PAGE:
You may have heard about Lasting Powers of Attorney from the press. They could end up being the most important documents you have, whatever your age.

Making decisions on your behalf

You may have heard the term Powers of Attorney as they are well documented in the media. This could be the most important decision of your – and others’ – lives.

Should you lose your mental capacity to make decisions then unless you have Lasting Powers of Attorney (LPAs) in place any assets you own personally and any assets you own jointly will be frozen to all, including your spouse.

There have been high profile cases in the media of this happening, most recently with TV presenter Kate Garraway.

There are two kinds of LPA, scroll down to find out more about each one and why they are so important.


Often people get confused between their Wills and their Lasting Powers of Attorney. Quite simply, your Will comes into play at your death and your Lasting Powers of Attorney may only be used during your lifetime, should you require any help.


  • Lasting Powers of Attorney, to give them their full title, are split into two main categories: Property and Financial Affairs (PFA LPA) and Health and Welfare (HW LPA). There is also the Enduring Power of Attorney, see further below.
  • A PFA LPA gives powers to your chosen attorneys to assist you in managing or to take charge of your financial affairs, which can specifically include or exclude your business assets, see below. You may give your attorneys powers to manage your affairs (such as money) immediately if you wish or you can specify that they should only manage your affairs on your behalf once you become incapable of making decisions for yourself e.g. you are diagnosed with an illness such as dementia.
  • A HW LPA gives powers to your chosen attorneys to make health and welfare decisions on your behalf, but only once you have become incapable of making those decisions for yourself. This may include life-sustaining decisions (such as Do Not Resuscitate, a DNR), choosing your care package and care home as well as contact with your doctors.
  • It is important to realise that setting up Lasting Powers of Attorney does not mean you are giving up your power or authority. Your attorneys are there to assist you whilst you still have capacity to make your own decisions and may only act at your request. They are primarily there to make decisions on your behalf when you are no longer able to make them for yourself and then they can only make decisions in YOUR best interests.
  • It is a common myth that LPAs are just for the elderly or those who are ill, but they are essential for everyone. No one ever thinks disaster will strike and hopefully it never will, but anyone can become incapacitated due to an accident such as a road traffic collision or a sporting misadventure, a stroke or through unforeseen illness – something we have seen all too often in our 20 years in business. Unforeseen events are usually immediate, meaning it is too late to put LPAs in place.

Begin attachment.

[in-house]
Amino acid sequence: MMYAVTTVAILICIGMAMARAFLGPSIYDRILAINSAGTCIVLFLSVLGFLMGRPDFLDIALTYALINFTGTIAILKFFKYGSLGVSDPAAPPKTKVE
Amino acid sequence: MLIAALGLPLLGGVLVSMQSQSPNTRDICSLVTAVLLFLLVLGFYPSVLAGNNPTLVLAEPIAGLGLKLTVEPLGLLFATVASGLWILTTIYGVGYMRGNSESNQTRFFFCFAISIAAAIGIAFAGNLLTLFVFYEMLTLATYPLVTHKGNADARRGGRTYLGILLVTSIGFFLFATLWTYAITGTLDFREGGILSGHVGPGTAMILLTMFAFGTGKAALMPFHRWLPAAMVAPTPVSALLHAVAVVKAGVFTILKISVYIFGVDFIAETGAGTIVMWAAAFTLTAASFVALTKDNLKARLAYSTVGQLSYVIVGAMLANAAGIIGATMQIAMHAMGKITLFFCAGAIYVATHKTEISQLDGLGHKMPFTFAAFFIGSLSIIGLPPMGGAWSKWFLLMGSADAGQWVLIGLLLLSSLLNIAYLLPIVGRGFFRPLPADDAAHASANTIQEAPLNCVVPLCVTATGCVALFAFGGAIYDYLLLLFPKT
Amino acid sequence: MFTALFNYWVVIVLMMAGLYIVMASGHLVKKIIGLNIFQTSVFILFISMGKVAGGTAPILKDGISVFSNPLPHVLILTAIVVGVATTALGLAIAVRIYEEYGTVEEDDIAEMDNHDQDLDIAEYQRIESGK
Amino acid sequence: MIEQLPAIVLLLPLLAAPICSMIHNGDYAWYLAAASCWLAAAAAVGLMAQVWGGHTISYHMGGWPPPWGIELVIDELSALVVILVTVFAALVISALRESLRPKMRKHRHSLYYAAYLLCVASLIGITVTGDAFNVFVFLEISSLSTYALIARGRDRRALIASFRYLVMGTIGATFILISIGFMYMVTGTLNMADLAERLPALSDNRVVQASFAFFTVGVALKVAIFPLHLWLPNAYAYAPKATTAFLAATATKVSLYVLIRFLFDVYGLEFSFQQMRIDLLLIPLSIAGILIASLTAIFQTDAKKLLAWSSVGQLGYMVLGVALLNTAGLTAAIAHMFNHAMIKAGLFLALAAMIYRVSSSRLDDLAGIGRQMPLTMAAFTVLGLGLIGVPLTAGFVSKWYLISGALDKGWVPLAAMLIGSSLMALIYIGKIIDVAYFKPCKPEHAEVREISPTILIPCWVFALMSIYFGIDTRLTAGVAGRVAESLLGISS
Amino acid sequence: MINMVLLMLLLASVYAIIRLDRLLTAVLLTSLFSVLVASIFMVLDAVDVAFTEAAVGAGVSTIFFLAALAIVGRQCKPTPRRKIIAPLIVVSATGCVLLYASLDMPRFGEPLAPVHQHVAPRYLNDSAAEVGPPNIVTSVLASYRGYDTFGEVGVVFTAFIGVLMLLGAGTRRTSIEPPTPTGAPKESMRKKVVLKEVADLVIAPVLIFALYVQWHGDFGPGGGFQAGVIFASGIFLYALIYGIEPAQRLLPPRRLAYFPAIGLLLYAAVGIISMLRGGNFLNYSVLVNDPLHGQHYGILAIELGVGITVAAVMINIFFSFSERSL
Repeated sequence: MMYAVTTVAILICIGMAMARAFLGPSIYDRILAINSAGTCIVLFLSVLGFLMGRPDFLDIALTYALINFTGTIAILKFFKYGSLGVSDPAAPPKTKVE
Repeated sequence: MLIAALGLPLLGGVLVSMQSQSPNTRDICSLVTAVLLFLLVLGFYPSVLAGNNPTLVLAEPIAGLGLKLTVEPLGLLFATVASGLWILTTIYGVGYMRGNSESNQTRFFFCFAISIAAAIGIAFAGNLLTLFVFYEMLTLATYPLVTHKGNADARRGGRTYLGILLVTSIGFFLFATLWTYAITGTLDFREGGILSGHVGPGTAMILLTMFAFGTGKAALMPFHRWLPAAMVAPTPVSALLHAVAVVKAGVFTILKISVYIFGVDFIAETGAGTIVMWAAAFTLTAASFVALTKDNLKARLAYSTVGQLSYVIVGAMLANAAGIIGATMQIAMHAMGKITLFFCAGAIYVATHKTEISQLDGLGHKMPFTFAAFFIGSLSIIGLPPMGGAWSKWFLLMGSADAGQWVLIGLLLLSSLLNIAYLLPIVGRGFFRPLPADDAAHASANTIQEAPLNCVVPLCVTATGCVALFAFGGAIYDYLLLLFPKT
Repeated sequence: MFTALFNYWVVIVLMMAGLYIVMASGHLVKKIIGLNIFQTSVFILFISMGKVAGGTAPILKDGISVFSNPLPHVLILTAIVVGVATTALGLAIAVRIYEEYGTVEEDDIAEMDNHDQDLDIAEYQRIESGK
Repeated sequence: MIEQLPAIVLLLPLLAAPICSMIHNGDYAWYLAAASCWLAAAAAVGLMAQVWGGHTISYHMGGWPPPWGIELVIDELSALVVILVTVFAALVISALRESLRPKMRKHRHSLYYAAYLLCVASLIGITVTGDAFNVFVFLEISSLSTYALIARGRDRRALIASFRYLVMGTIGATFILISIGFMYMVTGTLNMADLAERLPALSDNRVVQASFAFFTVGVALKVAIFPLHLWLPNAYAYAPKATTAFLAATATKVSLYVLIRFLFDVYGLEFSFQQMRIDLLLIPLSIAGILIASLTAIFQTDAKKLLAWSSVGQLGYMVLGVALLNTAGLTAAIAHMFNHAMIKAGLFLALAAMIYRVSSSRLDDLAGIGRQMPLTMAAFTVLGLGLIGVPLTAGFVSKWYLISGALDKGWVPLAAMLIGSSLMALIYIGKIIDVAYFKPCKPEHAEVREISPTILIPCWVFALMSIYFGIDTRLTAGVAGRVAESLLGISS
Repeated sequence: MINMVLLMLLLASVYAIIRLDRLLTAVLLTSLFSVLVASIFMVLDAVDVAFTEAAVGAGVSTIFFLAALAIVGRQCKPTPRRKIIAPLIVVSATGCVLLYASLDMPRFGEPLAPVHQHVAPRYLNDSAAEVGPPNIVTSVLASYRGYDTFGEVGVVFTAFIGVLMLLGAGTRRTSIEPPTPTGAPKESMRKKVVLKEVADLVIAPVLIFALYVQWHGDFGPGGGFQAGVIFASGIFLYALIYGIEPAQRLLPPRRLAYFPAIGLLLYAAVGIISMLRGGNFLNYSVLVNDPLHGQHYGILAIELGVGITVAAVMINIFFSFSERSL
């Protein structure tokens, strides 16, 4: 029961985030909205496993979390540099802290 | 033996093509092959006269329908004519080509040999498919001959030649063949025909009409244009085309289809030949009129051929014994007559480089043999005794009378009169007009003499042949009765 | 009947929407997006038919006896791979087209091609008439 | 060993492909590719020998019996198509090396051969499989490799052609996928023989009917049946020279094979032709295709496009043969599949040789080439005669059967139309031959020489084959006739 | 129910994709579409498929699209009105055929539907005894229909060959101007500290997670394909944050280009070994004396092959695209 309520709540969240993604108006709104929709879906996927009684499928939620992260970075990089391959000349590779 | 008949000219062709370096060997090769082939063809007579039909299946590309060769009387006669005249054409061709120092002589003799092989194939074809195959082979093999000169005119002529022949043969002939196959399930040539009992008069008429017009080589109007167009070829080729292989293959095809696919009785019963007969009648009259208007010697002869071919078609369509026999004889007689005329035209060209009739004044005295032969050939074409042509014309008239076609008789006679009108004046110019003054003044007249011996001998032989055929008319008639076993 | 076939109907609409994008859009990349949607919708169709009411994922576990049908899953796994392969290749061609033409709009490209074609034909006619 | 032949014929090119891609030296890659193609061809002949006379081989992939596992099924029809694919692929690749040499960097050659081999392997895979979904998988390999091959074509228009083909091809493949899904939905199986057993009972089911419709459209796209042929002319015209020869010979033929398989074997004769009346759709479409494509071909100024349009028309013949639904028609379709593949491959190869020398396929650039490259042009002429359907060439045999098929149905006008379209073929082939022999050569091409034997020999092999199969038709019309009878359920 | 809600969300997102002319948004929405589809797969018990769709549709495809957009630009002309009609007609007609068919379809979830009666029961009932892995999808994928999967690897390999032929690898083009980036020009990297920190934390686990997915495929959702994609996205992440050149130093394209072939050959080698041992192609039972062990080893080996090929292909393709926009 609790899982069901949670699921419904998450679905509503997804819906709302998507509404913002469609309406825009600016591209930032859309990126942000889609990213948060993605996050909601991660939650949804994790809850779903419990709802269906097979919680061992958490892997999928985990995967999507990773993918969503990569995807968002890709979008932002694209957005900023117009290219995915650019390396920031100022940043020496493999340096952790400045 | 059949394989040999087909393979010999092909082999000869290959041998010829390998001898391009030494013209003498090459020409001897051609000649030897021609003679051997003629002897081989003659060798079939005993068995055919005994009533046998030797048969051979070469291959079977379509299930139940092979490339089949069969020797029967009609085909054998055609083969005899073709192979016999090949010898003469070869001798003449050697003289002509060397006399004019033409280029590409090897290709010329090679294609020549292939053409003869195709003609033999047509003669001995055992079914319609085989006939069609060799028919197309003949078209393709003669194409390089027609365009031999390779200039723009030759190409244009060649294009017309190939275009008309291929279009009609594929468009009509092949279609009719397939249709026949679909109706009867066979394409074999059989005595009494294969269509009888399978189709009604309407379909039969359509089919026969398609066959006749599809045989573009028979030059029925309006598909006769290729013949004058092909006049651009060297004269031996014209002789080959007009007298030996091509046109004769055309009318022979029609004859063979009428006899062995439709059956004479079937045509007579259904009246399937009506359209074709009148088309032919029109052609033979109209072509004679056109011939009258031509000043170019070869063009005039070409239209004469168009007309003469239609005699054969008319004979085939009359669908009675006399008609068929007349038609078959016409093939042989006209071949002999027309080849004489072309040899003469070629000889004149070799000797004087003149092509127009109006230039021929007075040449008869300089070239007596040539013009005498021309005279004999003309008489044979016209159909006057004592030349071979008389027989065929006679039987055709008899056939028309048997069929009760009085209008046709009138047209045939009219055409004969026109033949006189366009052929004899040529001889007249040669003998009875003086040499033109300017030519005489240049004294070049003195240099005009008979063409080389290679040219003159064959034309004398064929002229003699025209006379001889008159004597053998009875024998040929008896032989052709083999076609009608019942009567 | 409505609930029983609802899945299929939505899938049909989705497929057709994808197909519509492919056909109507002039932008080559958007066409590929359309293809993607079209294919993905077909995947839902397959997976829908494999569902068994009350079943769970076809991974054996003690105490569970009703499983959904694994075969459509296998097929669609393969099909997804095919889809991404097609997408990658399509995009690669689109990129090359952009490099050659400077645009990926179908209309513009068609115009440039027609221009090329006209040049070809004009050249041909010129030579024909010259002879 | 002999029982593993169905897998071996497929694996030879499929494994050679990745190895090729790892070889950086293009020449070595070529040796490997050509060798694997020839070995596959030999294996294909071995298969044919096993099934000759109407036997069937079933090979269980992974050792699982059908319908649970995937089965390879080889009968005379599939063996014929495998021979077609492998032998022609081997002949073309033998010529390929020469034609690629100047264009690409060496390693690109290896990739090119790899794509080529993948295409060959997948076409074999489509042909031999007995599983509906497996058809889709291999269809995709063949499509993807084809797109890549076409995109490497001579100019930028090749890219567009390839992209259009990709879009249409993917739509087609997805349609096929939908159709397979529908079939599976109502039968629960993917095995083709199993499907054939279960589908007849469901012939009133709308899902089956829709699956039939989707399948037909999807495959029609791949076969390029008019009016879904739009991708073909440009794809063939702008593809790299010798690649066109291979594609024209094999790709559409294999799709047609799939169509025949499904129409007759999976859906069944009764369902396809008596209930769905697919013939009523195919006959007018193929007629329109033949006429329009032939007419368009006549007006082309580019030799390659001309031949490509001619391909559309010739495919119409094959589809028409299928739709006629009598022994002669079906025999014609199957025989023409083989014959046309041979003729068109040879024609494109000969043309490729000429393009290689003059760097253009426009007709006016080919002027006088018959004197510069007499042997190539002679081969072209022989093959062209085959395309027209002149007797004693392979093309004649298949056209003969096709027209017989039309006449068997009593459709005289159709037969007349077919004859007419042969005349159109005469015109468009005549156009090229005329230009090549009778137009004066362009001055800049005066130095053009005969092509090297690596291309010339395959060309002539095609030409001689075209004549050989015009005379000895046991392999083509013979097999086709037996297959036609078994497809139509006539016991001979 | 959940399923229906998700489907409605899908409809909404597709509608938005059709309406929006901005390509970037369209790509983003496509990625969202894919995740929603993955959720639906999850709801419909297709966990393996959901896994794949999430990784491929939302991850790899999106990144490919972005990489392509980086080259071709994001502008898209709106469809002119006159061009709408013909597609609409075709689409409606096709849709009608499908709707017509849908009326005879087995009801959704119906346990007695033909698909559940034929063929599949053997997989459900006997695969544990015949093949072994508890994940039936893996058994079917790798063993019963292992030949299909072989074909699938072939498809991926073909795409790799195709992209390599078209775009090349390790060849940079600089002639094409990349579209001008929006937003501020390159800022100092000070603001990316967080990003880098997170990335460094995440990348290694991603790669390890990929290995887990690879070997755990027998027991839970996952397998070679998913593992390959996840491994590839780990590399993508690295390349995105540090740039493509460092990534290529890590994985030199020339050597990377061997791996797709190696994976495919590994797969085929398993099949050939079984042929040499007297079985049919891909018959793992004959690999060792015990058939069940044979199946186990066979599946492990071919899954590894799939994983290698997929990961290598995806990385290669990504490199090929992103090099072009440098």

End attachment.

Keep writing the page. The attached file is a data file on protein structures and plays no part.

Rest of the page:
• If your assets are frozen due to your vulnerability as a person without mental capacity, the impacts include everything from financial hardship (due to not being able to manage or access accounts and insurance policies) to moving house or managing pensions. The list is endless. Many high-profile figures, for example Kate Garraway, have been in the news after being adversely affected by this.
  • Without a Health and Welfare LPA, your spouse, partner or family will not have the final decision on your care arrangements or your health and life-sustaining treatment decisions. This would instead fall to the medical staff and social services.
  • LPAs are like an insurance policy in that they are an essential tool in helping families when tragedy strikes, no matter what your age.  Similar to an insurance policy, you hope you never have to ‘claim’, but you are glad you have them if ever you need them.
  • Another common myth is because you are in a long-term relationship (married or unmarried) you are legally allowed to make decisions on behalf of your partner once they lose their capacity to do so, even with jointly-owned assets. You are not, unless you are a nominated attorney on their LPA.
  • If you have not taken the proactive decision to set up PFA LPAs, in order to be involved in your financial affairs, those close to you, such as a family member, would need to petition the Court of Protection which is a long and costly journey with no guarantee of success.  The outcome being that that family member is now accountable to the courts for every decision until you have regained your mental capacity.
  • However, this court action would not enable that family member to be involved in your health and welfare decisions and these would remain under the control of the medical staff and social services.